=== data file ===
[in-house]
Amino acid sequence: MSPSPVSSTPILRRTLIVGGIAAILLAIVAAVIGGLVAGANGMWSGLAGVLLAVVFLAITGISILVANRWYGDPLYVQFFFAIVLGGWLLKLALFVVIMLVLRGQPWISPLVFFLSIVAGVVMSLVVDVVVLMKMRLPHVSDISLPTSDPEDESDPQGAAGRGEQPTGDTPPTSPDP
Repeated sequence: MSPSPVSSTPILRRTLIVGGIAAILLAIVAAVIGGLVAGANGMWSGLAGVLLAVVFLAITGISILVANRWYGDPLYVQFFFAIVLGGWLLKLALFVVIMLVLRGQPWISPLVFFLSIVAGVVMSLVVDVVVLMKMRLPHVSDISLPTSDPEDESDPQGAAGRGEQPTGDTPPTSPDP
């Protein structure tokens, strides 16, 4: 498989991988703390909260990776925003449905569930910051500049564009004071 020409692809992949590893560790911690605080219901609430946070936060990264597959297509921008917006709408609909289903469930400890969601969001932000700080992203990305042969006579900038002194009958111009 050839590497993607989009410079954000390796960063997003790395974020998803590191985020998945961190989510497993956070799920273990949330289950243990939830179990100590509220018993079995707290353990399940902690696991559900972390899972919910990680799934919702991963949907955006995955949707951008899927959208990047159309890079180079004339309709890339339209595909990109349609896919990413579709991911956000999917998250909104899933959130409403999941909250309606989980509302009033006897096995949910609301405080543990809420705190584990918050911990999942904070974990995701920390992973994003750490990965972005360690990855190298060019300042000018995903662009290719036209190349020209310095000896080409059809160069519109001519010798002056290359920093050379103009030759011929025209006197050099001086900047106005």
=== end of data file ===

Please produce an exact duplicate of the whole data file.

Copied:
[in-house]
Amino acid sequence: MSPSPVSSTPILRRTLIVGGIAAILLAIVAAVIGGLVAGANGMWSGLAGVLLAVVFLAITGISILVANRWYGDPLYVQFFFAIVLGGWLLKLALFVVIMLVLRGQPWISPLVFFLSIVAGVVMSLVVDVVVLMKMRLPHVSDISLPTSDPEDESDPQGAAGRGEQPTGDTPPTSPDP
Repeated sequence: MSPSPVSSTPILRRTLIVGGIAAILLAIVAAVIGGLVAGANGMWSGLAGVLLAVVFLAITGISILVANRWYGDPLYVQFFFAIVLGGWLLKLALFVVIMLVLRGQPWISPLVFFLSIVAGVVMSLVVDVVVLMKMRLPHVSDISLPTSDPEDESDPQGAAGRGEQPTGDTPPTSPDP
């Protein structure tokens, strides 16, 4: 498989991988703390909260990776925003449905569930910051500049564009004071 020409692809992949590893560790911690605080219901609430946070936060990264597959297509921008917006709408609909289903469930400890969601969001932000700080992203990305042969006579900038002194009958111009 050839590497993607989009410079954000390796960063997003790395974020998803590191985020998945961190989510497993956070799920273990949330289950243990939830179990100590509220018993079995707290353990399940902690696991559900972390899972919910990680799934919702991963949907955006995955949707951008899927959208990047159309890079180079004339309709890339339209595909990109349609896919990413579709991911956000999917998250909104899933959130409403999941909250309606989980509302009033006897096995949910609301405080543990809420705190584990918050911990999942904070974990995701920390992973994003750490990965972005360690990855190298060019300042000018995903662009290719036209190349020209310095000896080409059809160069519109001519010798002056290359920093050379103009030759011929025209006197050099001086900047106005």